Mentalist Black Helicopter’s Review


Synopsis

The FBI are sent to Juarez, Mexico where a US Attorney is found dead. The investigation leads consultant Patrick Jane (Simon Baker) to a free citizen’s farm in Gentry, Texas. Meanwhile, Teresa Lisbon (Robin Tunney) enlists the help of ex-colleagues Grace (Amanda Righetti) and Wayne Rigsby (Owain Yeoman) to investigate the death of Osvaldo Ardiles.

Not so Humungous Review

(In which writer is under the residual influence of anesthesia and can’t be trusted to give a grade)

I can always count on Erika Green to bring a smile to my face. I enjoyed Jane’s interactions with his new team members and appreciated how we were cleverly given a chance to get to know them through Jane’s gifts to them: Jason Wylie (Joe Adler) got a Tamagotchi (electronic pets that were quite popular about ten years ago).  Dennis Abbott got a Voltron toy (based on the cartoon/anime series) while Agent Kim Fischer received a magic wand. Even Jane’s old comrade Kimball Cho received a gift in the form of jumping beans. One might wonder why Lisbon didn’t get anything. I’d just like to point out that way back in season one (Red Sauce) we were already shown what her secret desire was: the surprise pony Jane gave her for her birthday.. Also, it seems like the significance of the gifts was, as Abbott pointed out, was Jane attempting to fit into his team. Even Cho had expressed concern with that regards to Jane, hence his getting  a gift too despite having worked with Jane in the past. Lisbon has no such concerns.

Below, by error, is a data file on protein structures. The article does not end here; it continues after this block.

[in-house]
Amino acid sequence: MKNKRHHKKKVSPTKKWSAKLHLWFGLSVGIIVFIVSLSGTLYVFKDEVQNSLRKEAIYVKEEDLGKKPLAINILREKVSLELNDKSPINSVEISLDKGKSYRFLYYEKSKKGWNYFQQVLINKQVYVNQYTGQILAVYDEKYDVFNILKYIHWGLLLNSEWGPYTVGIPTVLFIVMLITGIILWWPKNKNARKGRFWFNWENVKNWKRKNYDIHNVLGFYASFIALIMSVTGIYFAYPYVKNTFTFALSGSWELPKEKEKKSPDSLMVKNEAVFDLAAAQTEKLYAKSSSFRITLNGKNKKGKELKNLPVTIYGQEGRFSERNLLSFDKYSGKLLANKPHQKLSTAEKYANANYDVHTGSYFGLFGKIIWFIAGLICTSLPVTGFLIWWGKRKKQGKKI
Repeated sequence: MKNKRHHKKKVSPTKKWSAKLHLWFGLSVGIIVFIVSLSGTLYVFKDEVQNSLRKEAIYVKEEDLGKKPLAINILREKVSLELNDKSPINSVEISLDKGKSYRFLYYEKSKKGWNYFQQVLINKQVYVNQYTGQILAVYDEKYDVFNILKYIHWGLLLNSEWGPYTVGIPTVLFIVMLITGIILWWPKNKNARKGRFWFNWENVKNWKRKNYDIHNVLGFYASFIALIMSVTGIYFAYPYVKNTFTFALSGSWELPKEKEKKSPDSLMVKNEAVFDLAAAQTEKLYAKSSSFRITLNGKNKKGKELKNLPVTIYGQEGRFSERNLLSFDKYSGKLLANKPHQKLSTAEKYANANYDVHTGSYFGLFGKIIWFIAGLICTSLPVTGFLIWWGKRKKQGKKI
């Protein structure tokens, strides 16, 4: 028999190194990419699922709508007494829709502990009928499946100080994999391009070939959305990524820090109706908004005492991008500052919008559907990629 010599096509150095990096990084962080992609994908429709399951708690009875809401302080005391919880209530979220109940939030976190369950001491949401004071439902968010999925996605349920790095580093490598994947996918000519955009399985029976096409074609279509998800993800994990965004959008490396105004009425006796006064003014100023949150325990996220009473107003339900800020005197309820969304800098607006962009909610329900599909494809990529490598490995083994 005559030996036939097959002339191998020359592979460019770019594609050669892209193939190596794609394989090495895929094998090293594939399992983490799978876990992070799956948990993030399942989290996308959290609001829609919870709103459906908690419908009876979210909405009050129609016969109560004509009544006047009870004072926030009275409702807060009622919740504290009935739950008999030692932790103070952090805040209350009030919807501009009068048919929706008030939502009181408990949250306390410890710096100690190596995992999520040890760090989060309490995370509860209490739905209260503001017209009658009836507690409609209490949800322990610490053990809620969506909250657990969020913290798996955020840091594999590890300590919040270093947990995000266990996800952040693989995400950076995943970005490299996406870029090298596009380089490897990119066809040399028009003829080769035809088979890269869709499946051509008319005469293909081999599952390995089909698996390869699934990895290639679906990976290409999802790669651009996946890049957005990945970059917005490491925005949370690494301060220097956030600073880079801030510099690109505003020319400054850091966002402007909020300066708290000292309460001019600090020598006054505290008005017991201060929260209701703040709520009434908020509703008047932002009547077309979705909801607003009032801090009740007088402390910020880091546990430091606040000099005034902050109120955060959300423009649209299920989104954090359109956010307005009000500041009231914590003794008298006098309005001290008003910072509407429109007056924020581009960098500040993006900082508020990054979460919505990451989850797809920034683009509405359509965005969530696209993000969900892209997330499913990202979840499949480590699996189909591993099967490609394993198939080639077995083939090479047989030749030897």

The new dynamic between Jane and Lisbon, personified by the fact that she is no longer his boss continues to be a theme this season. In this episode it means that she will sometimes be delegated to tasks that exclude him. In this episode, Lisbon was stuck going through the victim’s files. Jane, when Cho and Fischer arrive at the crime scene without her, immediately asks where she is. Then back at HQ, he looks for her and we finally see him deposited on his new couch, with Lisbon working on her computer nearby. It’s a familiar scene, albeit less private than viewers are used to in Lisbon’s CBI office. Later Jane invites Lisbon to join him for a drive to Gentry, and when she refuses to ride his “silver bucket” Jane says “Fischer it is then”. Whether Jane’s intention was romantic or not, he was obviously trying to get a rise out of Lisbon. It was nice to see that she didn’t take the bait, calmly informing him that she was still working on a lead into Ardiles murder-waiting for a warrant from a judge. Jane then helpfully suggests she enlists LaRoche’s help whom we are told now works for internal affairs.

Pet Peeves